Though I find the title a bit vague and shallow, I opted to put it because it will look good in the layout of my blog: simple. Sometimes, that’s how we are. Because of the complexity of our lives, we miss thinking about the real essence of what we do or the things we have, sometimes, when it looks good or appear good to others, it’s valid.
This morning, since I work in a Japanese company which publishes a Japanese magazine about the Philippines, Philippine Primer Magazine, we had an emergency meeting regarding the “real” situation in Japan and how we can help the Japanese community.
Our plead is to please refrain from retweeting of UNCONFIRMED Information, especially the avenues to help and find missing people, because it’s affecting those who are sincerely willing to help and who are dying to find their missing loved ones. I came to the realization that (our company’s President is right) in the Philippines, when these tragedies happen, we usually have our Church to trust our donations aside from the government and its agencies. But in Japan, the LGUs (Local Government Units) are the ones who do these kinds of activities, thus there are some organizations who are taking initiatives to help and it’s very annoying to know that there are some misleading organizations that are trying to deceive people about their donations.
If this kind of catastrophe happens in the Philippines (Lord, please don’t let it happen), I think it will be worse.
I remember last 2009 when the typhoon Ondoy hit the Philippines (Manila area), I was working in ABSCBN’s News & Current Affairs and saw how bad is the country’s facilities and preparation in such disasters.
|seeing this and hearing their stories melted my heart.
We all know how “unprepared” the Philippines is compared to Japan. During that time, I volunteered in Sagip Kapamilya’s project and answered the calls for all the concerns of people who would like to help or look for their missing family members and I’ve noticed that many Filipinos are very pessimistic and dependent on the government and other people. If want to progress, I think this is one thing that we have to change: mentality.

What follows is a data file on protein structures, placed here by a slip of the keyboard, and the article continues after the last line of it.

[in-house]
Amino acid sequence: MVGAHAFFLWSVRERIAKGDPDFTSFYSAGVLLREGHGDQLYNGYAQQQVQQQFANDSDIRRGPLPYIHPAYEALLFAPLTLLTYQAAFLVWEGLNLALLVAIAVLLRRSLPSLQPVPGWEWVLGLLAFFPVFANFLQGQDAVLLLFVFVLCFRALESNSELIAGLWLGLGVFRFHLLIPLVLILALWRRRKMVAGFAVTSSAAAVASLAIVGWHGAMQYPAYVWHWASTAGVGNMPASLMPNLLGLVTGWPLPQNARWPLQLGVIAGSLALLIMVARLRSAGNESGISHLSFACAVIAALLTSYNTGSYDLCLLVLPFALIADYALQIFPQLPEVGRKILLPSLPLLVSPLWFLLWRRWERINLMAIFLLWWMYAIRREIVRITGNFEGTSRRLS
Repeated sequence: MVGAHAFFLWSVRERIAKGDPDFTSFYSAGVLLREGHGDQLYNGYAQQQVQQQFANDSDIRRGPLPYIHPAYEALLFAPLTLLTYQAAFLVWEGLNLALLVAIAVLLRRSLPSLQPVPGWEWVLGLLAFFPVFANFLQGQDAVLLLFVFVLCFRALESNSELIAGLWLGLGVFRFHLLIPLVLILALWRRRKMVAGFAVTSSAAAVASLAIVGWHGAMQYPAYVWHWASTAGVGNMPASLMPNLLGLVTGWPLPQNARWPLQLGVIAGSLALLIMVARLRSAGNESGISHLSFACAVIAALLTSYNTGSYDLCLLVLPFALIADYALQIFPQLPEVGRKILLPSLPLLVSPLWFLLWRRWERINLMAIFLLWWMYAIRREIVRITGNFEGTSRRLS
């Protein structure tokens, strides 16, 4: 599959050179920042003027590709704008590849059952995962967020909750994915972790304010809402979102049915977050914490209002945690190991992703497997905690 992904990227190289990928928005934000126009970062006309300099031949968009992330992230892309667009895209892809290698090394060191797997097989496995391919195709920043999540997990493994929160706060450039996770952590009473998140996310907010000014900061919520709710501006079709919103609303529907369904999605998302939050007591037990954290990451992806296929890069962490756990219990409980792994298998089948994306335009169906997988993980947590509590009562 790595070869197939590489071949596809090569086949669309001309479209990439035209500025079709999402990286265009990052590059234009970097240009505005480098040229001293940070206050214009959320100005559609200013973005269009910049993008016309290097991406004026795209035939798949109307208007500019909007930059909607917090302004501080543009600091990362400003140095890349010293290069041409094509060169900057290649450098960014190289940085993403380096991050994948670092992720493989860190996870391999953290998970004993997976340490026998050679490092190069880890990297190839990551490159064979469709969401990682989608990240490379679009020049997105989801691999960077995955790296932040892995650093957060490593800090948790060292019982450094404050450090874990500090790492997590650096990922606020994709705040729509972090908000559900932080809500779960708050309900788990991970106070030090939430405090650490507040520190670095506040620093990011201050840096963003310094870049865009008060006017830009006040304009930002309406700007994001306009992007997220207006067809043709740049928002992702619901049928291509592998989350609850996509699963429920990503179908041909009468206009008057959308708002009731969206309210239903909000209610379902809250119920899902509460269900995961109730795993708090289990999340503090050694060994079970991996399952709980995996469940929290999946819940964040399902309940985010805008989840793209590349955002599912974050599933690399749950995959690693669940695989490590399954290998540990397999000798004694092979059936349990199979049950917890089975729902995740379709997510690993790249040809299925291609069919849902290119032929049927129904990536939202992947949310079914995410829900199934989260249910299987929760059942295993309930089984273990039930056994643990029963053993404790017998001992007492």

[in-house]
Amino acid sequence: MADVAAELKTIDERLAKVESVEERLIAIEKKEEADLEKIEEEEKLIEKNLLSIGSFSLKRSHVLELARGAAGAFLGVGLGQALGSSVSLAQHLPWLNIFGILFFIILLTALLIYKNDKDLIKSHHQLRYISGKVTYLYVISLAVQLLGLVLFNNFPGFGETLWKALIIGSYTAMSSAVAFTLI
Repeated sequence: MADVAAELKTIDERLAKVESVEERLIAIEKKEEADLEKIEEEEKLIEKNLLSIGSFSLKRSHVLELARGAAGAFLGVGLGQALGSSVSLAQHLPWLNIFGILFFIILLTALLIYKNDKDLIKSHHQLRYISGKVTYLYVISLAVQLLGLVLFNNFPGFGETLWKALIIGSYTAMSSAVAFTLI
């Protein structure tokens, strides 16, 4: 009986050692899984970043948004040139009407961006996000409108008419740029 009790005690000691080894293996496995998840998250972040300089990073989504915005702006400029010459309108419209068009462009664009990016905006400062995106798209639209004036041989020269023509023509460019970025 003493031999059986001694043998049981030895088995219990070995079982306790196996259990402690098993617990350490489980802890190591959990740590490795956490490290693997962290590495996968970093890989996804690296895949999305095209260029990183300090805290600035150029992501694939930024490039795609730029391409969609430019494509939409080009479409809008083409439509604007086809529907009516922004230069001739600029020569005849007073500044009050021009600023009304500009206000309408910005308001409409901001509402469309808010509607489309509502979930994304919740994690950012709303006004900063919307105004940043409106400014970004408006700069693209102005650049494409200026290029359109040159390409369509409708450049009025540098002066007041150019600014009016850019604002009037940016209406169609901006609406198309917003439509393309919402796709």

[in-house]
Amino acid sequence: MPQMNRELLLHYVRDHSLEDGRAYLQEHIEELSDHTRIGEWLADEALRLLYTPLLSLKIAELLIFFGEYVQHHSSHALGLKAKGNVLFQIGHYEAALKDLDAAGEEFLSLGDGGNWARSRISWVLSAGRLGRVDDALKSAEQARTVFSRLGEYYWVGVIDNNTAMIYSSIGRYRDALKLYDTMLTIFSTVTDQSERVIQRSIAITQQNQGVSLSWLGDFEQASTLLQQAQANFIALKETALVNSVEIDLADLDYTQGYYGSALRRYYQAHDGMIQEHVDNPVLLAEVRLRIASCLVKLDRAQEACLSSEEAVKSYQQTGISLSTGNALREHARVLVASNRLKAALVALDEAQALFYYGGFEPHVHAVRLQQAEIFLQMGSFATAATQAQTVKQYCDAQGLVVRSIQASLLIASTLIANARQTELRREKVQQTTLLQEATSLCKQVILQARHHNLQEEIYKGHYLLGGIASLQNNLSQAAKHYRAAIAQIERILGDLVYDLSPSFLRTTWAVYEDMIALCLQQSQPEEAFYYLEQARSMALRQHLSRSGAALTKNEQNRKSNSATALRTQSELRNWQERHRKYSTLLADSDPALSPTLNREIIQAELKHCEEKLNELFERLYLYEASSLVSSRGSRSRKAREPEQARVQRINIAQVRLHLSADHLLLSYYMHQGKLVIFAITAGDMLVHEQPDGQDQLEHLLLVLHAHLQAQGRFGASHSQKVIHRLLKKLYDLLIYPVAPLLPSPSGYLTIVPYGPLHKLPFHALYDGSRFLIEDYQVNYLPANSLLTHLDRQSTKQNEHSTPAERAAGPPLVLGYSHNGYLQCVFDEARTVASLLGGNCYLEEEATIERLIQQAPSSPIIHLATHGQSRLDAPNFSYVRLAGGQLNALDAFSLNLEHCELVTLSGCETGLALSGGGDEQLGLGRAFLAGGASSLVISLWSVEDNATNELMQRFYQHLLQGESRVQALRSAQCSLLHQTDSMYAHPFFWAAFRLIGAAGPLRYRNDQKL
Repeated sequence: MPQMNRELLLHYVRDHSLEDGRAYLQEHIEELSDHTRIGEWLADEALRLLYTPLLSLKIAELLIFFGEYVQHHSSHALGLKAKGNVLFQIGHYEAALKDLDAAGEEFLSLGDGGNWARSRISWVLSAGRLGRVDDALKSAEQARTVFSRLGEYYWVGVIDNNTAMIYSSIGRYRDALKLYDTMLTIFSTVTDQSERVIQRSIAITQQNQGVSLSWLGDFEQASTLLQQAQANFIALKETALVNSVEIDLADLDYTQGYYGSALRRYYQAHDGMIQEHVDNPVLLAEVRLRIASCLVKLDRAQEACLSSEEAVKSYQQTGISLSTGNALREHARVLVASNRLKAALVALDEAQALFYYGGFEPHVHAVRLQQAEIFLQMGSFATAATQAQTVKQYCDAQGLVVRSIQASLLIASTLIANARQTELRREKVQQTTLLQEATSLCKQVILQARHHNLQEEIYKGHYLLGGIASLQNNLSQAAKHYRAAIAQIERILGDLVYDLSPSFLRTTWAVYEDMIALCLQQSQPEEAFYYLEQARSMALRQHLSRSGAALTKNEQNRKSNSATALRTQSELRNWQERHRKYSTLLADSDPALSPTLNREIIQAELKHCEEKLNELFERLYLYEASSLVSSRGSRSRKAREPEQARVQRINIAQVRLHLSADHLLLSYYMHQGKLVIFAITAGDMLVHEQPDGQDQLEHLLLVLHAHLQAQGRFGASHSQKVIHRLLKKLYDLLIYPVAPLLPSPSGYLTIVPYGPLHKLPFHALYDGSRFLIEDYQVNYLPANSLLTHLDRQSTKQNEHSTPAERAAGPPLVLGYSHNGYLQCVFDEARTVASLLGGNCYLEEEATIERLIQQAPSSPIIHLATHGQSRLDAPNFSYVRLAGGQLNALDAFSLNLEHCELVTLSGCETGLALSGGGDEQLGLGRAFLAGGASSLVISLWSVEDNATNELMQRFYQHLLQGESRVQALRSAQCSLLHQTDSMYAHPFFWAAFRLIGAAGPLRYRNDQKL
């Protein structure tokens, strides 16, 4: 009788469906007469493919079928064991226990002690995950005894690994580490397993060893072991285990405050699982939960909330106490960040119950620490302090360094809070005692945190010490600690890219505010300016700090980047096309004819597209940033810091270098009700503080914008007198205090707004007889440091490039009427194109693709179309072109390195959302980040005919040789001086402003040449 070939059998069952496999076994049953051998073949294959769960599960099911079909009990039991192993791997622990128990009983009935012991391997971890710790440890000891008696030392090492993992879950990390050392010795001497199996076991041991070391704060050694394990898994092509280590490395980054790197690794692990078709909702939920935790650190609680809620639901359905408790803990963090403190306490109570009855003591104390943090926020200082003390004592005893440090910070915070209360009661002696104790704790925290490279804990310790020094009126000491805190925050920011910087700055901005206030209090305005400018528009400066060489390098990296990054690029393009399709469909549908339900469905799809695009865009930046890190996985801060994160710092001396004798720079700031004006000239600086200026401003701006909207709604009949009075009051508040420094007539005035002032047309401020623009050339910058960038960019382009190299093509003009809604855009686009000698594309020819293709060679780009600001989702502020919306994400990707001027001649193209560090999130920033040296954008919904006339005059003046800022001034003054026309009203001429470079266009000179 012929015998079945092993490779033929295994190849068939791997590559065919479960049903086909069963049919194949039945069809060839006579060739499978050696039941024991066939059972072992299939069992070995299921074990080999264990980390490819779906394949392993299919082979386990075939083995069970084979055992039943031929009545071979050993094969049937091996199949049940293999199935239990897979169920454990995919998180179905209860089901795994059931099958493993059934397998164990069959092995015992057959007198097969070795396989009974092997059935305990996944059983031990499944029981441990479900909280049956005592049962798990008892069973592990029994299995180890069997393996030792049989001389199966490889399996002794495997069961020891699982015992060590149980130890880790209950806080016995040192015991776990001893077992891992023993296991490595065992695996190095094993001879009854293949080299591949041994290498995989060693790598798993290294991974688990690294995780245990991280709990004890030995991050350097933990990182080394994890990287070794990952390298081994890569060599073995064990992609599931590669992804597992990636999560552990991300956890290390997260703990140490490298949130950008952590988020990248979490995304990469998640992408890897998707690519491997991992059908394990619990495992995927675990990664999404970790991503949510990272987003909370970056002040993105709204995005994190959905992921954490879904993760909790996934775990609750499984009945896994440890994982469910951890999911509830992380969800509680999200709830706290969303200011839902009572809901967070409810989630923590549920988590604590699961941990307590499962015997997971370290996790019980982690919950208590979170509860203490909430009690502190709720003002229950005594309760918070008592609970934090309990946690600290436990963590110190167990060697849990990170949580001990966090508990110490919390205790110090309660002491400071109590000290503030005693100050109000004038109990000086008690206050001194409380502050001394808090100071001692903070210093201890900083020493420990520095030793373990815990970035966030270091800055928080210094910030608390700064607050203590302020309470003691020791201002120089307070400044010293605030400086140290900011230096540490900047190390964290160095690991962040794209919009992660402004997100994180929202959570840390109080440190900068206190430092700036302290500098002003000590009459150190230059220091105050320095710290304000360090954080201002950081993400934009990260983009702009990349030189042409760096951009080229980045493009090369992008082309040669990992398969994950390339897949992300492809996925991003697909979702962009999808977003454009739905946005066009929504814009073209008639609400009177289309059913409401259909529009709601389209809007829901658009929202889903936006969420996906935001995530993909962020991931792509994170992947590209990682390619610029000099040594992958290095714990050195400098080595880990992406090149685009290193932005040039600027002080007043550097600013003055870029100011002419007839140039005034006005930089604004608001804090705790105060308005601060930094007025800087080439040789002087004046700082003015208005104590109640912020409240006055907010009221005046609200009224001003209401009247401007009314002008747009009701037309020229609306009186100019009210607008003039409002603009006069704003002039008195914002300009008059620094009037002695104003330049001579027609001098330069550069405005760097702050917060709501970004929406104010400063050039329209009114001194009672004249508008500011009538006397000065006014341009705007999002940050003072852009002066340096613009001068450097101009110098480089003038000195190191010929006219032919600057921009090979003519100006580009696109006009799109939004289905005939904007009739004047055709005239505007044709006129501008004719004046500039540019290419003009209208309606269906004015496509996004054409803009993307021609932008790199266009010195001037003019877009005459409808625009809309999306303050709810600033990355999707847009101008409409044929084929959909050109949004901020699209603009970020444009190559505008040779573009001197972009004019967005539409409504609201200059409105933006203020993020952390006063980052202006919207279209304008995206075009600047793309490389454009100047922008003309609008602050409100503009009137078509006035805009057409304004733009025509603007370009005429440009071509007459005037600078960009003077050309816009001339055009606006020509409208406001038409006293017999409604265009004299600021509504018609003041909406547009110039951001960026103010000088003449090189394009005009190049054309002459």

Japan will definitely recover from this one.
As compared to what happened in Kobe (which affected 4% of the country’s GDP), the March 11 earthquake just affected 2% of Japan’s GDP because it was in the northeast part of Japan that is rural and the population is small.
Let’s all pray for the safety and recovery of the Japanese people and for our own safety as well.
Media is sensationalized at some point, I had a glimpse of that industry and that’s what I’ve studied for four years. I know that at some point there will be a time that they’ll prefer to give emphasis to the more dramatic. Sometimes, media is just a PR. But it’s a good thing to have these brave reporters because we know “something” but we should be vigilant and keen in discovering the other bits and pieces of the story.
My boyfriend is in Tokyo now and during breakfast with my Dad while watching TV, we worried a lot about him but maybe, his blog is a breath of fresh air also for all of us who sees things just through the media and hesitant to help.
I also got this info from him that a Japanese created a Facebook account to cheer up the victims: HOPE
You may also want to read some of Greenpeace
Simple steps from ordinary people. I believe we all know how to contribute in our own little ways; we just need to believe that it will make a difference even to a single individual.
It is indeed true that no matter how knowledgeable we are in the world we’re living in or how technical we are with reference to earthly things, there are some things that are out of our control. Don’t wait for the time that disasters will happen in your life for you to realize that relationships matter.
We don’t need to live alone. After all, all we need is LOVE.
** Just for your info, as of today, here is the information regarding our (Philippines) safety and current situation: